A dramatic medical evacuation off the North Carolina coast illustrates some common issues in cruise ship injury claims.
When a woman aboard the Royal Caribbean vessel Anthem Of The Seas showed signs of severe internal bleeding, shipboard officials knew they needed help. So, they reached out to the Coast Guard. On a dark and stormy night, or at least a dark night, the COast Guard dispatched an MH-60 Jayhawk helicopter from a nearby vessel. The helicopter then flew the woman over 200 miles to a hospital.
In what might be the understatement of the year, Chief Petty Officer Brian Gainey remarked that such operations are sometimes “complex and challenging.”
Most people take cruise ship vacations to forget about the stresses in their everyday lives. They may be able to forget about things like chronic illnesses or nagging injuries, at least temporarily. But the cruise ship company must remain vigilant. The company is responsible for everyone’s safety, regardless of race, gender, sexual orientation, or pre-existing medical condition. There’s no such thing as every man for himself.
This legal responsibility includes making the premises reasonably safe and having decent medical care readily available. Many cruise ships drop the ball in one or both areas. Especially on extended cruises, injury hazards are common. The longer people are crammed together, and the more alcohol they drink, the higher the risk climbs.
Additionally, even though they are basically large cities, most cruise ships have very poor medical facilities. Usually, onboard clinics are not much more than first-aid stations.
This responsibility, which is called the duty of care, continues when cruise ship injury cases go to court. In most of these claims, pre-existing conditions are inadmissible. Insurance companies cannot use a victim’s vulnerabilities as an excuse to reduce or deny compensation.
The duty of care is particularly applicable to illnesses and injuries which occur while employees or passengers are aboard ship. These individuals place their health and safety almost completely in the hands of the cruise ship operator.
Infectious diseases, like coronavirus, affect employees and passengers alike. The duty of care requires preventative measures, like masking and sanitizing. However, these measures only go so far. Infectious disease cases are still pretty much inevitable. When they happen, the cruise ship must have a quarantine plan or other plan of action. Furthermore, the cruise ship must execute this plan to the letter. No exceptions.
Other infectious diseases common to cruise ships include bacterial infections. Legionella, or Legionnaires’ disease, is a good example. If moisture collects in the HVAC system, which often happens in aquatic environments, poisonous bacteria grows. Many affected people show no symptoms of illness. These infections are especially bad for people who smoke or are over 50. As mentioned, pre-existing conditions or certain vulnerabilities usually do not affect injury claims.
Trauma injuries are even a greater risk than infectious diseases. Some common examples include:
These damages usually include compensation for economic losses, such as medical bills, and noneconomic losses, such as pain and suffering.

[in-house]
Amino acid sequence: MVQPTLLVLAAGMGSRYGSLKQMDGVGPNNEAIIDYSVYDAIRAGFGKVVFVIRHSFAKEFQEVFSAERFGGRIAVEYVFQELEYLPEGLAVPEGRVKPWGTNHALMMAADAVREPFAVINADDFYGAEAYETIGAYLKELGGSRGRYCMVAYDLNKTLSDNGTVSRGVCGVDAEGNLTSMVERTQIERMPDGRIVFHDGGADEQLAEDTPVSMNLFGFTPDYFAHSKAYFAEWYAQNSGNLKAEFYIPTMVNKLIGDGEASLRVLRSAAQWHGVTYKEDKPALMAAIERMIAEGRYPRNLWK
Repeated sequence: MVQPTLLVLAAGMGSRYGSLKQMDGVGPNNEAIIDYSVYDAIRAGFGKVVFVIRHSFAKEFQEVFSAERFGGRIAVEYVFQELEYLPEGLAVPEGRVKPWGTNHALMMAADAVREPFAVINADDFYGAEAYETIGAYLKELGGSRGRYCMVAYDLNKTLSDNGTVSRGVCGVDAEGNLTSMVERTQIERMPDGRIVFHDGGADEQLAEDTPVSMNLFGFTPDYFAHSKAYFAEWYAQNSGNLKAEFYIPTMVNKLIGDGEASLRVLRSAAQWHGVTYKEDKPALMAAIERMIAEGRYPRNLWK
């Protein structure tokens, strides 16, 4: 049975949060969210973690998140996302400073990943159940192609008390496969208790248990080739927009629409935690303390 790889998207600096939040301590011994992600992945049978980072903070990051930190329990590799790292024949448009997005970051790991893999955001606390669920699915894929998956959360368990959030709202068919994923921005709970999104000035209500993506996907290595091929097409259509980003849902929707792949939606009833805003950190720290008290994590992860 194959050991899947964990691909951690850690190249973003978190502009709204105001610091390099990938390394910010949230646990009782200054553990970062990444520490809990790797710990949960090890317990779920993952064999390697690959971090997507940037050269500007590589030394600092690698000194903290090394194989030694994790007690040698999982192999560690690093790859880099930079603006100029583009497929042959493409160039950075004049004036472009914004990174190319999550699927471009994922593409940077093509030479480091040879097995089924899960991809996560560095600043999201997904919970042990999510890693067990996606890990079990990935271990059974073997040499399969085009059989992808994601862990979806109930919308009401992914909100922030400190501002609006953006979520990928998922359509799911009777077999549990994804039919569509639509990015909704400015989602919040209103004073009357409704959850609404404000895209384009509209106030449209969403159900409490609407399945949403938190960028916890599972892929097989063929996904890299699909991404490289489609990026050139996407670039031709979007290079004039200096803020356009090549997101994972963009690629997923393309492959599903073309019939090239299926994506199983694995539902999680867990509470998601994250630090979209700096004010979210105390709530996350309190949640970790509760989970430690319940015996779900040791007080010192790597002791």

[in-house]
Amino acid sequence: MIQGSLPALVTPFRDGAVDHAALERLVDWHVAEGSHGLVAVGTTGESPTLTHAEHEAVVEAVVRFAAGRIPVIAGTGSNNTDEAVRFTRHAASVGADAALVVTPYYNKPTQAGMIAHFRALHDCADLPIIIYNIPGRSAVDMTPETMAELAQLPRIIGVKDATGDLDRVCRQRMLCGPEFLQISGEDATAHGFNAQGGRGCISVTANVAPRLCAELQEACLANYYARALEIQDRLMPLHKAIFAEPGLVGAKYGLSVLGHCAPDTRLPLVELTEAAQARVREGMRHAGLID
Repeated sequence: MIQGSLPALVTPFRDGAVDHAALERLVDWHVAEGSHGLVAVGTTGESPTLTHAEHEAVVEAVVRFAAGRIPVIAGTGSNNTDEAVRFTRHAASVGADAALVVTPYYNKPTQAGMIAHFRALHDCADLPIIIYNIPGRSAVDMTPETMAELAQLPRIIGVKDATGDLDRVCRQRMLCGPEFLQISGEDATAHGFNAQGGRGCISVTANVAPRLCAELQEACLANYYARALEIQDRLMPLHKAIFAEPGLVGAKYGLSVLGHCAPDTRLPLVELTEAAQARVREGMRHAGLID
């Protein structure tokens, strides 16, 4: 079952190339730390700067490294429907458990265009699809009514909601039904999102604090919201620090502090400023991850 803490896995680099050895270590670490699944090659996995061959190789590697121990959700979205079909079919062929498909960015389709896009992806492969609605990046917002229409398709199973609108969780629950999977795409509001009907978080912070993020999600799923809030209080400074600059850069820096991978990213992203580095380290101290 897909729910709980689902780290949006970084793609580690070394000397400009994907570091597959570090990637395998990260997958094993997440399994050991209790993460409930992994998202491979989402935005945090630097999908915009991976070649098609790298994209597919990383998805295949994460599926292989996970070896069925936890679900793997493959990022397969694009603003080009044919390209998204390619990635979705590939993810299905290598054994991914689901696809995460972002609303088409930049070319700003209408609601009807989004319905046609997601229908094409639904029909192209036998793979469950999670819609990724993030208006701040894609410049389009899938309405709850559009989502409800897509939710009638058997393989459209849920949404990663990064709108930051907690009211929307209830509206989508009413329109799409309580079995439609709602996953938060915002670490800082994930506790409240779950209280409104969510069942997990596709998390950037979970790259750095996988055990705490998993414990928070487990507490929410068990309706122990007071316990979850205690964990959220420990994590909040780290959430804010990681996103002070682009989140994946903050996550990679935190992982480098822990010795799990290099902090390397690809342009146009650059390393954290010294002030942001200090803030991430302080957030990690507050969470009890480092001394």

The injury issues in cruise ships are complex enough. The liability issues could be even more complex. So, only the best New York personal injury attorney should handle such matters. The liability options usually depend on the ship’s location and the victim’s status.
Workers’ compensation usually covers both trauma injury and occupational disease claims. This no-fault insurance pays:
Although these benefits are available, the insurance company does not hand them out like candy at Halloween. In fact, the workers’ compensation system is quite complex and difficult to navigate. Unless victims have good lawyers, they almost always wind up settling their claims for less than they are worth.
State negligence law usually applies in these situations. That could make a difference in terms of defenses like comparative fault. In some states, if the victim is partly to blame for an accident, that fact only reduces the amount of compensation available. In other states, partial victim fault could derail an injury claim.
The jurisdiction of state workers’ compensation laws ends when the shoreline ends. So, the Jones Act usually applies in these situations. Much like workers’ compensation, the Jones Act mandates no-fault insurance for shipboard injuries. Unlike workers’ compensation, the Jones Act also allows victims to recover damages for their noneconomic losses, such as pain and suffering.
This law applies to any injured ship employees who spend more than 30 percent of their time metaphorically sailing the Seven Seas. So, the category includes not only sailors but also barbers, cooks, mechanics, performers, and all other cruise ship employees.
Roughly the same principles discussed above regarding coastal passenger injuries apply in these situations. Usually, territorial waters end three miles from the shoreline. The negligence law of the closest state applies in such situations. If two states happen to be equally close together, we aren’t really sure what happens.
If the injury or illness was fatal, the Death on the High Seas Act usually applies. That’s especially true if the cruise ship owner was negligent or engaged in any illegal activity. In case you’re wondering, DOHSA also covers most airline disaster injuries which occur outside the United States.
Cruise ship injury victims have several legal options. For a free consultation with an experienced New York personal injury lawyer, contact the Pianko Law Group, PLLC. Home, virtual, and hospital visits are available.